Mango tea loaf plait

Mango tea loaf plait

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(6 ratings)

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Cooking time

Prep: 30 mins Cook: 40 mins Plus rising

Skill level

Moderately easy

Servings

Makes 2 loaves

Mango makes the perfect addition to a sticky tea loaf. Serve this freshly sliced or toasted with butter for breakfast

Nutrition and extra info

Additional info

  • Freezable
Nutrition info

Nutrition per serving

kcalories
167
protein
5g
carbs
32g
fat
3g
saturates
1g
fibre
2g
sugar
12g
salt
0.08g

Ingredients

  • 2 ripe mangoes, peeled
  • 100ml milk, plus a splash more
  • 50g soft butter
  • 650g strong white flour
  • 100g light muscovado sugar
  • 7g sachet fast-action dried yeast
  • 3 eggs
  • 140g raisins

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Method

  1. Cut the flesh off one mango and blitz to a purée in a food processor, then set aside. Finely dice the second mango and set aside separately. Gently warm the milk with the butter just until the butter melts. In a large bowl, mix the flour and sugar together with your fingers so there aren’t any lumps, then add the yeast and a pinch of salt.
  2. Beat 2 of the eggs. Make a well in the flour, then work in the mango purée, beaten eggs and enough milk to bring the mixture together as a loose dough. Work in the raisins, then the diced mango, until smooth, but slightly sticky. Cover with cling film and leave to rise for 2 hrs in a warm place until doubled in size.
  3. Heat oven to 200C/ fan 180C/gas 6. Tip the dough out onto a lightly floured surface and cut in half. Work each half into a flat ciabatta-shaped loaf, then place on a non-stick baking sheet. Leaving one end intact, cut each loaf into 3 along the length. Plait each loaf, then pinch the dough at the ends so they hold their shape. Leave for 30 mins until risen slightly, then beat the remaining egg with a splash of milk. Brush the loaves liberally with egg wash, then bake for 40-50 mins until browned – they should sound hollow when tapped underneath. Leave to cool completely before eating. The loaves can now be frozen for up to 1 month.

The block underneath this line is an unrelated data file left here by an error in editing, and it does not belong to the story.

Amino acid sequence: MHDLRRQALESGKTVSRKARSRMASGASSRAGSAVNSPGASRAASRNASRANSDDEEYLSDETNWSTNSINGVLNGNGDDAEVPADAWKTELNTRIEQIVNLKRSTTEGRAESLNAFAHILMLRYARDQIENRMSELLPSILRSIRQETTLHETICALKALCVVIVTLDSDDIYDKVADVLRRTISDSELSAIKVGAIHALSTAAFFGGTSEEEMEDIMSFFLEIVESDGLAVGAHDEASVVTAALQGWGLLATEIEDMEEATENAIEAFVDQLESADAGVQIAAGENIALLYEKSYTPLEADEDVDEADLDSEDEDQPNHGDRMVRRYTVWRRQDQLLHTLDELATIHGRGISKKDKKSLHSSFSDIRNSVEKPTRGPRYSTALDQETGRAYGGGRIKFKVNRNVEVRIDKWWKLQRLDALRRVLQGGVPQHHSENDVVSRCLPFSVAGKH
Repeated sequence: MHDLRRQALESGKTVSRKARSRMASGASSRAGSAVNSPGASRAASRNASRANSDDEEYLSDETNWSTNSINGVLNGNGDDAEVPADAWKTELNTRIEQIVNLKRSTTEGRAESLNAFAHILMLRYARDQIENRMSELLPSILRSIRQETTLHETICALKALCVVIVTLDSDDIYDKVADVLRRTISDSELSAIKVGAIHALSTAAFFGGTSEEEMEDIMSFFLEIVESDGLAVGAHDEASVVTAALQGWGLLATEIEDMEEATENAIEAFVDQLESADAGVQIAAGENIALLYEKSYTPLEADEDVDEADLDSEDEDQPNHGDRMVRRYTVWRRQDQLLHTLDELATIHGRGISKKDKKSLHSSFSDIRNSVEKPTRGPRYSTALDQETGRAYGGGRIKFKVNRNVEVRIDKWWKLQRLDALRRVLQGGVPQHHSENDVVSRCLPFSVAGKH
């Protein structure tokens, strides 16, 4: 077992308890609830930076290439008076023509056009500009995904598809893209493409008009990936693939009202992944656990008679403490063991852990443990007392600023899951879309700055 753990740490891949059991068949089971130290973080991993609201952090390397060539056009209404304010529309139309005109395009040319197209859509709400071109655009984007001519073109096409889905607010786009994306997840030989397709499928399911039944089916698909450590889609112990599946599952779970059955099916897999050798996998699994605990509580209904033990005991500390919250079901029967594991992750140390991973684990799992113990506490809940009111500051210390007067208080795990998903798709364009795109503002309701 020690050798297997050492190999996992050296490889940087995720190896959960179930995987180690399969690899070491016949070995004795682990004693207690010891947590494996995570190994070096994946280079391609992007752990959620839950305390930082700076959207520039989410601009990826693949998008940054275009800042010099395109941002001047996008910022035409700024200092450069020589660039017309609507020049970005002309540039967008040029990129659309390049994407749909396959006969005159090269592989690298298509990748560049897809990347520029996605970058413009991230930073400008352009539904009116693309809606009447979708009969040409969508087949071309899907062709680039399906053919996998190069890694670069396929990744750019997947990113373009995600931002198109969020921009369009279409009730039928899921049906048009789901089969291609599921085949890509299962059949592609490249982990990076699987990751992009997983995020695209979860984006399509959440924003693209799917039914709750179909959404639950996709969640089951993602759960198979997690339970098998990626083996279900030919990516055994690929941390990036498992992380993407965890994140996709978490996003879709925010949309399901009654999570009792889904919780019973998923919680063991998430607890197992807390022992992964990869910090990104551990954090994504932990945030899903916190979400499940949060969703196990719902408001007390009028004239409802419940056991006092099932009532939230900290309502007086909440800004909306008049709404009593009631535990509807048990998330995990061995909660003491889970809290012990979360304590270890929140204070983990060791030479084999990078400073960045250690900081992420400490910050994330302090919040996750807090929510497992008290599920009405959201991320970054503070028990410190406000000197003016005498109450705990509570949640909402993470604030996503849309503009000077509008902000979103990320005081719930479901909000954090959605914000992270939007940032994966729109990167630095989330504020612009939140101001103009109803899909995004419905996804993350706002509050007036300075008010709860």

Recipe from Good Food magazine, March 2009

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Comments

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picklelilley's picture

I halved this to make one loaf. Didn't have any of the issues others seem to have had (you don't have to add all the milk/butter and it doesn't tell you to kneed - just work in the fruit) Found it quite hard to keep the mango chunks inside though!!

Was yummy.

helloanne1234's picture
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Following the advice of the comments above i also only used one mango, cut into chunks, not purreed. The tea loaf came out perfect. Obviously this recipe was not tested properly but a little trial and error seems to show that only one mango is needed, and a little extra flour.

jen_gunn's picture

I have to agree, the dough was impossible to work with. I added so much extra flour and am waiting for the result, it´s still in the oven!
Such a shame as usually all recipes are flawless. I do wonder if I killed the yeast by adding the milk/butter too hot. The recipe sounds great but I am not hopeful

x--annabanana--x's picture